- Consider internal trends and red flags such as erratic numbers or exceptionally negative (or even positive) numbers. Look carefully at what drives ratios. If administrative costs seem unusually low, was there an unusual event that skewed the ratio (e.g. inability to hire certain positions or inflow of revenue from a natural disaster)? If administrative costs seem unusually high, was there a one-off reason (e.g. decreased donor revenue from the financial crisis coupled with stable fund-raising expenses during the initial assessment period or an essential IT investment)? Or is the organization a start-up that needs a few years of administrative costs to ramp up activity? If so, is there a positive trend after the exceptional period? If there are erratic numbers, why? Is this due to an inconsistent method of calculation, volatility in the numbers, or both?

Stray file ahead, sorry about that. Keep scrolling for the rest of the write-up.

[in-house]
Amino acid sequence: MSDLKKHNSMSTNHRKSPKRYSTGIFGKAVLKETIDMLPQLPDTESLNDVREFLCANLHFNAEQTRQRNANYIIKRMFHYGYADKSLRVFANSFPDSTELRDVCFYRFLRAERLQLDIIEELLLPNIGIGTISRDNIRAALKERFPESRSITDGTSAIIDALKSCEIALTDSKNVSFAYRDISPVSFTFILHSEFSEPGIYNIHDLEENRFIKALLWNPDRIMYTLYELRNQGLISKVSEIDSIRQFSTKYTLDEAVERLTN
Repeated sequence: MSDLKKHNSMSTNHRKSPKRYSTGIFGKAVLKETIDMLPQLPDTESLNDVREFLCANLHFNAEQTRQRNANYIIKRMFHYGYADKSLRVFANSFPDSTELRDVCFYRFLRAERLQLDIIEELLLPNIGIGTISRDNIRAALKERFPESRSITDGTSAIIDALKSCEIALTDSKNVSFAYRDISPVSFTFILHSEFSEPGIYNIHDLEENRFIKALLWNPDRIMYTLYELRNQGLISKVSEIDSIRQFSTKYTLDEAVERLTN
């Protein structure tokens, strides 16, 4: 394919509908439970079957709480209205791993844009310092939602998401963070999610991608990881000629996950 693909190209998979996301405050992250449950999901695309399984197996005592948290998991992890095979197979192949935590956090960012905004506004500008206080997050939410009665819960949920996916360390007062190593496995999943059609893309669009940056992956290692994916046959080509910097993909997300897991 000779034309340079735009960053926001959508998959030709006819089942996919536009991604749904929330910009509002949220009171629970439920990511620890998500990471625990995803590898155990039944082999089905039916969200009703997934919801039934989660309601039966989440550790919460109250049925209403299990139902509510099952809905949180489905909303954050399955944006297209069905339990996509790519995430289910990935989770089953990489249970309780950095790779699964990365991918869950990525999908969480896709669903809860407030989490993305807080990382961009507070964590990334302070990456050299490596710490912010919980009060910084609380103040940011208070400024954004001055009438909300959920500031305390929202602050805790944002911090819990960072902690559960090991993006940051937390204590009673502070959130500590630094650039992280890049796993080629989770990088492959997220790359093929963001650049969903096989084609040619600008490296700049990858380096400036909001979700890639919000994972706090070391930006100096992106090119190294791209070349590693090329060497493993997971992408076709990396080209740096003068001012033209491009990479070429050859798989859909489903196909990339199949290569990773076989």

- Mission. How does the organization deliver on mission compared to others in the sector? If you are going to compare ratios, and I do not advise this, make sure you are comparing like sectors of activity, sizes, geography, and financial presentation. Better: find a more complete way to communicate your execution of mission, long-term sustainability, and accountability.
- Sector trends. Monitor sector trends (e.g. humanitarian aid or community foundations) for guidance and red flags in addition to internal trends.
- Quality of fund-raising practices. Pay attention to the quality of the fund-raising: is there diversity in donor revenue (geographic, levels of giving, areas of interest)? Are fund-raising practices first in class in terms of ethics (e.g. solicitation methods and handling of donor funds)? Is stewardship a priority to maintain relationships and build a solid foundation for future giving (not to mention a reputation for gratitude)?